The very best pizzas are made in wood-fired brick ovens, where the intense heat and the aromatic smoke produce conditions that cannot be matched in ordinary electric or gas-fired ovens. The pizzas are pushed deep into the hottest part of the oven on wooden paddles, the dough exploding into life as it hits the red-hot brick to cook in two or three minutes, not something most of us can duplicate. However, this not to say that you can't make good pizzas or focaccia (olive oil bread) at home.
At the Orvieto cooking school in Umbria, where I teach each summer, I had a lesson in pizza making from a man who had been cooking pizzas all his life. What impressed me was the simplicity of the dough, which had very little oil in it, and the fact that his tomato topping was commercially produced passata used straight from the packet He cooked them in an outdoor wood-fired oven and the results were sensational, the crust pliant but crisp underneath, the best I have ever tasted.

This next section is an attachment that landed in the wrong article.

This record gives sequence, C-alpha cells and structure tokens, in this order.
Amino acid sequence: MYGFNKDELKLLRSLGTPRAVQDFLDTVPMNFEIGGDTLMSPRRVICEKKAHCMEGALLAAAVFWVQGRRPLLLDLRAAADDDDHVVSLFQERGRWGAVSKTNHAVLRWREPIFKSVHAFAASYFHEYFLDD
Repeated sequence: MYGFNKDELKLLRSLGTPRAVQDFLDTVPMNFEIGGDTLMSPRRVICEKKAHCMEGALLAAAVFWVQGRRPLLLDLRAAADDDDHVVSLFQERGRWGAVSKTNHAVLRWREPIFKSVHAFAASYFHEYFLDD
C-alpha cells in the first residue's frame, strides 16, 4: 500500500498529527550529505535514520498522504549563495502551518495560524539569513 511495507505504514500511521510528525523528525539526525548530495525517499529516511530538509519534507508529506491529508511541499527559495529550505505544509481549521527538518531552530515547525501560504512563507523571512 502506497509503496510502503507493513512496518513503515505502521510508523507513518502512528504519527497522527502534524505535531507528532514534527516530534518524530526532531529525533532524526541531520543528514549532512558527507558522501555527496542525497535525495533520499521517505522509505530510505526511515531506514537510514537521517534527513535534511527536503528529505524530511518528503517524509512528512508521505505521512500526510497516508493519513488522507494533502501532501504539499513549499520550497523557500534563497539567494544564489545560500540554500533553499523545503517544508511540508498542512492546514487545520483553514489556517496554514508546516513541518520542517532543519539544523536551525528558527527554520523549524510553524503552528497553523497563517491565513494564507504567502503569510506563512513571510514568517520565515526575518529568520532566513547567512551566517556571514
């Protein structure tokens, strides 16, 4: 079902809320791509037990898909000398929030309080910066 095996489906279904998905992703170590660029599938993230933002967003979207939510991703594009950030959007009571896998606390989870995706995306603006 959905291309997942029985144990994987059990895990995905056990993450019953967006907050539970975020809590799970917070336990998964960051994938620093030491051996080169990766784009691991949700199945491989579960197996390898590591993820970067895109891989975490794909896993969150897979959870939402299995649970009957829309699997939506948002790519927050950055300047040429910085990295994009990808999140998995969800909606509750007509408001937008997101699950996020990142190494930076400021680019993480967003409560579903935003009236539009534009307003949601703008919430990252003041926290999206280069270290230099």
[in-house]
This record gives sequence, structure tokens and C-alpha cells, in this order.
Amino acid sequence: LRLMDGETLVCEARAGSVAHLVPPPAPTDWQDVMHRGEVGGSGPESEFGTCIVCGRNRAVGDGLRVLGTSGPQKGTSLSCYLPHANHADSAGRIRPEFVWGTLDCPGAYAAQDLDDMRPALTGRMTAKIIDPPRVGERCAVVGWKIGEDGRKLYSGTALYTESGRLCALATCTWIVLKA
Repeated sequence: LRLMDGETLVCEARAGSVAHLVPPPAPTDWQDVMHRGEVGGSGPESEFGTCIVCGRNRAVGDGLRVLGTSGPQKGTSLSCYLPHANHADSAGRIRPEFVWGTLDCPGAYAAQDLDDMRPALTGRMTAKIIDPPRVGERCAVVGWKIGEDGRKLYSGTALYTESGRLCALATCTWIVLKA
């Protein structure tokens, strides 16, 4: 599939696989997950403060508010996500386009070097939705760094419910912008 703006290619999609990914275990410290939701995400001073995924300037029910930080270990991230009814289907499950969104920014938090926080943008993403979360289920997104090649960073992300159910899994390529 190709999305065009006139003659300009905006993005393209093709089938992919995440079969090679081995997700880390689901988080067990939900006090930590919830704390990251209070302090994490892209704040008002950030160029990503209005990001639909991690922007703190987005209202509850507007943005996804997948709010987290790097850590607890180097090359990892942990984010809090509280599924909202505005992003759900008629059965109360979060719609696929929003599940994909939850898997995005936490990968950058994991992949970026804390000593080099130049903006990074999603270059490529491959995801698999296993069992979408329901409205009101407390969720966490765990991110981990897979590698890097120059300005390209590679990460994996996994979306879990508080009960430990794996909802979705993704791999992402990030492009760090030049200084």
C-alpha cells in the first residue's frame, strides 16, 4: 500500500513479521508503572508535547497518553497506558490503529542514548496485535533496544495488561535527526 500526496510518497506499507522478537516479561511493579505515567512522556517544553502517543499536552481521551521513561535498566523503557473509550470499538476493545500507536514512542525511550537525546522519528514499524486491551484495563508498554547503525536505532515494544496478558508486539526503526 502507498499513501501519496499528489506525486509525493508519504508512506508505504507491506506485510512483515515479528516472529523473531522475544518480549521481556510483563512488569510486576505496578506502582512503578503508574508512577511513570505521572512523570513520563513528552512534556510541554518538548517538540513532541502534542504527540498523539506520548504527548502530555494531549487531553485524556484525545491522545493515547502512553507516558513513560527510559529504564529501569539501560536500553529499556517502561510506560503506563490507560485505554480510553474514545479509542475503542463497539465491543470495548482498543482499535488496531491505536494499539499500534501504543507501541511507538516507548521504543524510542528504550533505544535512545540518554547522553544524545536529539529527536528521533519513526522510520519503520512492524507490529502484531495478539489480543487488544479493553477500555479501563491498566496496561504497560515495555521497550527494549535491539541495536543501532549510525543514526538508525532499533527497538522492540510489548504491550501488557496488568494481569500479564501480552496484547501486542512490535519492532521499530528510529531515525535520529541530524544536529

The chef Wolfgang Puck pioneered new-wave pizza in Los Angeles some ten years ago, with combination toppings of things like smoked salmon and cream cheese. Overnight he turned America’s staple into something fashionable and expensive. The imitators moved fast on the heels of the innovator, and Californian restaurants vied with one another to create chic and unusual toppings, many of them frankly bizarre.
I prefer the most basic versions, notably the original Neapolitan pizza margharita of cheese, tomato and basil. Here we use only the very best buffalo Mozzarella, with the tomato skinned and diced and served with basil leaves as a side salad.